Ergonomics and human factors

Topics: Human factors, Ergonomics, Paul Fitts Pages: 9 (1999 words) Published: December 8, 2013
What is Human Factors and Ergonomics?
Eric F. Shaver, Ph.D. & Curt C. Braun, Ph.D.
www.benchmarkrs.com
Human factors and ergonomics focuses on designing the world to better accommodate people. As a unique scientific discipline, human factors and ergonomics systematically applies the knowledge of human abilities and limitations to the design of systems with the goal of optimizing the interaction between people and other system elements to enhance safety, performance, and satisfaction.

Human factors are relevant anywhere people work with systems, whether they are social or technical in nature. The breadth of these sociotechnical systems include situations and circumstances where people interact with other system elements including:








Artifacts (e.g., tools, machines, products, software, etc.)
Tasks
Environments
Teams
Organizations
Legal (e.g., regulations, enforcement, etc.) and political

To learn more about each of these elements, the interested reader should consult the writings of Carayon (2006), Carayon and Smith (2000), Karwowski (2000), Moray (2000), and Wilson (2000). Within the last 100 years, a broad spectrum of industries have benefitted by deliberately focusing on how people interact with systems. These industries include:










Aerospace
Automotive
Chemical
Computer
Consumer products
Construction
Defense
Forestry









Healthcare
Manufacturing
Mining
Nuclear
Petroleum
Telecommunications
Textile

The gamut of work human factors and ergonomics practitioners perform is great and has been discussed in greater detail by Karwowski (2005; 2006) and Salvendy (2006).

What is Human Factors and Ergonomics?

2

A Brief History of HF and E
Born of necessity and collaboration
In the United States, the discipline of human factors and ergonomics, is generally considered to have originated during World War II (Wickens & Hollands, 2000), although advances that contributed to its formation can be traced to the turn of the 20th century. Prior to World War II, the focus was “designing the human to fit the machine” (i.e., trial and error), instead of designing machines to fit the human (p. 3). This can be found in Frederick Taylor’s work studying selection, training, workrest schedules, and time & motion studies of industrial workers (Taylor, 1911), and through the extension of his time & motions studies, by Frank and Lillian Gilbreth (Gilbreth, 1914; Gilbreth & Gilbreth, 1917).

Many of the human factors and ergonomic advances originated out of military necessity. With the start of World War I, the first conflict to employ the newly invented airplane in combat, the need arose for methods to rapidly select and train qualified pilots. This prompted the development of aviation psychology and the beginning of aeromedical research. Although advances were made in this time period, according to Meister (1999), the impetus for developing the discipline wasn’t met due to a lack of “critical mass of technology and personnel as there was in World War II” (p. 149). The time between World War I and World War II saw a reduction in research, although some achievements were made. Aeromedical research continued to see advances in laboratories built at Brooks Air Force Base in Texas and Wright Field in Ohio. These laboratories performed studies that focused on further identifying the characteristics of successful pilots, and determining what effects environmental stressors had on flight performance. Also, the basics of anthropometry (the study of human body measurements) were applied to the design of airplanes in this time period. In the private sector, automobile driving behavioral research was also conducted (Forbes, 1939). The outbreak of World War II, and the two inherent needs it generated, formed the catalyst for developing the human factors and ergonomics discipline. First, the need to mobilize and employ vast numbers of men and women made it...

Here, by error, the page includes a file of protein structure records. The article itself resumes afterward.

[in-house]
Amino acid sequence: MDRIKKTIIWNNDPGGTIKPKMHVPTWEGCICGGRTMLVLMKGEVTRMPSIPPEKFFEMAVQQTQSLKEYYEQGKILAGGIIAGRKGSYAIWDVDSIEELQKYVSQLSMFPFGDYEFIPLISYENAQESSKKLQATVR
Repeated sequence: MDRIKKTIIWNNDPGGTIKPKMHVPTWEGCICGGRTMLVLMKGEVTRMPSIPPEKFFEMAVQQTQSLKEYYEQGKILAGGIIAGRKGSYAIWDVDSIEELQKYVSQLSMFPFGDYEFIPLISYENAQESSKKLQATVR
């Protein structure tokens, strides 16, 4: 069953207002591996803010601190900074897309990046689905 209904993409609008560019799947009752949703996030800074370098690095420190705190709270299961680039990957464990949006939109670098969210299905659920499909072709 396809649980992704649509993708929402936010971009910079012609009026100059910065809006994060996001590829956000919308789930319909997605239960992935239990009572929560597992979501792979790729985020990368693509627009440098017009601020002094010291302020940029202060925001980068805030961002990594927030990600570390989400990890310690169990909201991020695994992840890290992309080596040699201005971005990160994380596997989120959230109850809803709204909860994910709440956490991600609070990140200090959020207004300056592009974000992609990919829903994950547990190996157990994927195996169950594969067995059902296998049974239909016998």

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Carayon, P., & Smith, M.J. (2000). Work organization and ergonomics. Applied Ergonomics, 31, 649662.
Casey, S. (1998). Set phasers on stun: And other true tales of design, technology, and human error (2nd ed).
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